Red Fort in Delhi (World Heritage)
The Red Fort was completed in 1648 by Mughal Emperor Shah Jahan (r. 1628-1658) in Shahjahanabad, on the outskirts of Old Delhi. Within the mighty, 2.4 km long walls, there are magnificent palaces, audience halls and gates that illustrate the power and wealth of the Mughals. Fort Salimgarh from 1546 is also part of the world heritage.
Red Fort in Delhi: Facts
|Official title:||Red Fort|
|Cultural monument:||Extensive palace complex of the fifth Grand Mogul of India, Shah Jahan (1592-1666, reign from 1628-1658); built from 1639 to 1648 in the new capital of the Mughal Empire, Shahjahanabad, today’s Delhi; mighty walls made of bright red sandstone with various decorations, palaces made of marble with a multitude of halls for audiences as well as private chambers and a mosque; Connection with the neighboring Salimgarh Palace (built by Shah Suri in 1546) to form a complex; Ground plan as an irregular octagon (circumference approx. 2.5 km) with elongated outer sides in the east and west and two main gates in the west (Lahori) and south (Delhi); in the 19th century after the occupation of India by the British, their military camps; Since 1947 the annual place of the Indian independence commemoration|
|Meaning:||Outstanding testimony to the architecture of the Islamic Mughal Empire with Persian, Hindu, Timurid and Islamic influences; unique and artistic monumental structures and gardens; Pioneer of later public architecture in Rajasthan, Delhi and Agra; architectural embodiment of Indian history|
Chhatrapati Shivaji Terminus in Mumbai (World Heritage)
The train station in Mumbai, opened in 1888, is an important monument of Victorian neo-Gothic combined with traditional Indian palace architecture. The model for the station building was London’s Saint Pancras Station.
Chhatrapati Shivaji Terminus in Mumbai: Facts
|Official title:||Chhatrapati Shivaji Terminus in Mumbai (Bombay)|
|Cultural monument:||Victorian Gothic style train station; built from 1878 to 1888 according to the plans of the British architect FW Stevens, with London’s St. Pancras Station as a model; in addition, numerous elements of Indian palace architecture; Mumbai’s landmark|
|Meaning:||Outstanding example of Victorian Neo-Gothic in India mixed with traditional Indian architecture|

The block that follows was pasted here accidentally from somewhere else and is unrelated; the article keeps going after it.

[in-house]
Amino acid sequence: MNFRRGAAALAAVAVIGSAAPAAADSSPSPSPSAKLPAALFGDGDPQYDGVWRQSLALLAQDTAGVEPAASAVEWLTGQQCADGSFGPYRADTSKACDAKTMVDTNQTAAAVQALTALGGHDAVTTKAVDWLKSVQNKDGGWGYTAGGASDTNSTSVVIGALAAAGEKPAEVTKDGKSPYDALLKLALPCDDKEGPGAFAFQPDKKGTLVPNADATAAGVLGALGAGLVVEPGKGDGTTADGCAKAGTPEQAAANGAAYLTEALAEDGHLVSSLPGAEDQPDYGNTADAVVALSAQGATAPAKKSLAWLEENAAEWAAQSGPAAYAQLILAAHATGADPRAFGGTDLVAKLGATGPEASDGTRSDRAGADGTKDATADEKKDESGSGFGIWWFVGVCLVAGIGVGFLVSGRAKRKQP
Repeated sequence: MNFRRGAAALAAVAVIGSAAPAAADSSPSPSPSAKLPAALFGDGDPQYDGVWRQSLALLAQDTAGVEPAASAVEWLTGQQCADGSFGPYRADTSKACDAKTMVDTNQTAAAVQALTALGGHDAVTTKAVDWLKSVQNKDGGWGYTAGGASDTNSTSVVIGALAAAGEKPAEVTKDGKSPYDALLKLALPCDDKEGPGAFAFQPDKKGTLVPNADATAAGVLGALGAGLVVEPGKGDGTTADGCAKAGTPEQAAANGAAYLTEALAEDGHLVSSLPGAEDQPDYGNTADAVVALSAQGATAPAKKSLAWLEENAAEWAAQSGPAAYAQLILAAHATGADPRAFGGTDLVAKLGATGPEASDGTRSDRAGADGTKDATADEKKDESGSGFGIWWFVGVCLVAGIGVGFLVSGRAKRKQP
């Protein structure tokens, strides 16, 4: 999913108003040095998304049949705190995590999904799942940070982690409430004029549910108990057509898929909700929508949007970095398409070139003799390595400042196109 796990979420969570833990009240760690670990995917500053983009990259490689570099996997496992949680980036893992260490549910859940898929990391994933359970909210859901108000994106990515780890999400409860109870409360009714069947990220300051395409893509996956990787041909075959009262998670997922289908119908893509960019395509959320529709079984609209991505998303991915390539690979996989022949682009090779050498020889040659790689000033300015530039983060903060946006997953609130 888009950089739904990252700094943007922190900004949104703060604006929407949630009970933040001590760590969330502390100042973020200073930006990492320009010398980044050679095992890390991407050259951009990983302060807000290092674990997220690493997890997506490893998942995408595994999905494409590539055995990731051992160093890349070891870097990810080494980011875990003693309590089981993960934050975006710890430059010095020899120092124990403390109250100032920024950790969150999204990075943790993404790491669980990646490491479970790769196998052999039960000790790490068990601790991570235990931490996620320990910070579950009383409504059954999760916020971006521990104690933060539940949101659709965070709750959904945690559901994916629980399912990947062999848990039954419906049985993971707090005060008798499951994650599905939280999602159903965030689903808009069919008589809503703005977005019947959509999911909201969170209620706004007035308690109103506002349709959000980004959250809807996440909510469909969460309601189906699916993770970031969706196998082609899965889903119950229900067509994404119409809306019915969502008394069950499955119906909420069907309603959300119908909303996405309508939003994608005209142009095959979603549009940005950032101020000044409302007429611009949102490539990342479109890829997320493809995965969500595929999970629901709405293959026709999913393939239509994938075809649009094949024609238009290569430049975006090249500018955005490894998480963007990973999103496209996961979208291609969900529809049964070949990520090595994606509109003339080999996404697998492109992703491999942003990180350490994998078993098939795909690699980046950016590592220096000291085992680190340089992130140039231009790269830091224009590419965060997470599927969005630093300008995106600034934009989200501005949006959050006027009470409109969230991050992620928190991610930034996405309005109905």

Champaner-Pavagadh Archaeological Park (World Heritage)
According to militarynous, the Archaeological Park in the Indian state of Gujarat contains prehistoric sites of a largely unexcavated early Hindu city as well as the remains of the capital of the independent sultanate of Gujarat from the 16th century. These include fortifications, palaces, religious buildings, residential complexes and the Kalikamata Temple on Pavadagh Hill. There are extraordinary traces of different cultures that no longer exist.
Champaner-Pavagadh Archaeological Park: facts
|Official title:||Champaner-Pavagadh Archaeological Park|
|Cultural monument:||Archaeological park with prehistoric sites from the Copper Age, hill fortress of an early Hindu capital and remains of the capital of the state of Gujarat in the 16th century, fortifications, palaces, religious buildings, residential complexes from the 8th to 14th centuries and Kalikamata temple on the Pavadagh -Hill|
|Location:||About 40 km north of Baroda, Gujarat in northern India|
|Meaning:||Extraordinary evidence of lost cultures|
Bhimbetka Rock Caves (World Heritage)
The world heritage includes around 500 rock caves at the foot of the Vindhya chain. The rock paintings are mostly made in red or white, they go back to the Stone Age and give insights into the world of people at that time.
Bhimbetka Rock Caves: Facts
|Official title:||Bhimbetka rock caves|
|Cultural monument:||About 500 rock caves and overhangs with rock paintings and engravings discovered in 1958, dating back to the Mesolithic; mostly in red and white colors; realistic documentation of the everyday life of the former cave dwellers; numerous similarities with the traditions of today’s residents in the 21 neighboring villages|
|Location:||Bhimbetka, at the foot of the Vindhyan Mountains in the south of the central Indian plateau|
|Meaning:||Largest site of rock art in India|
Mahabodhi Temple of Bodh Gaya (World Heritage)
The 55 m high Mahabodhi Temple of Bodh Gaya is one of the central Buddhist shrines. The temple in Bihar State is closely linked to the life of the Buddha. Here Siddhartha Gautama is said to have experienced his highest enlightenment under the Mahabodhi tree, which has been preserved to this day, and to have become a Buddha. The temple complex goes back to a complex from the 1st to 3rd centuries, which was rebuilt and restored several times – especially in the 14th century.
Mahabodhi Temple of Bodh Gaya: Facts
|Official title:||Mahabodhi Temple at Bodh Gaya|
|Cultural monument:||Temple complex from the Gupta period (320 to the end of the 5th century); first buildings made of brick, richly decorated with cult figures and reliefs; around 400,000 visitors annually; According to legend, the place of Buddha’s highest enlightenment under a Mahabodhi tree|
|Meaning:||Exceptional testimony to the development of Indian architecture during the Gupta period|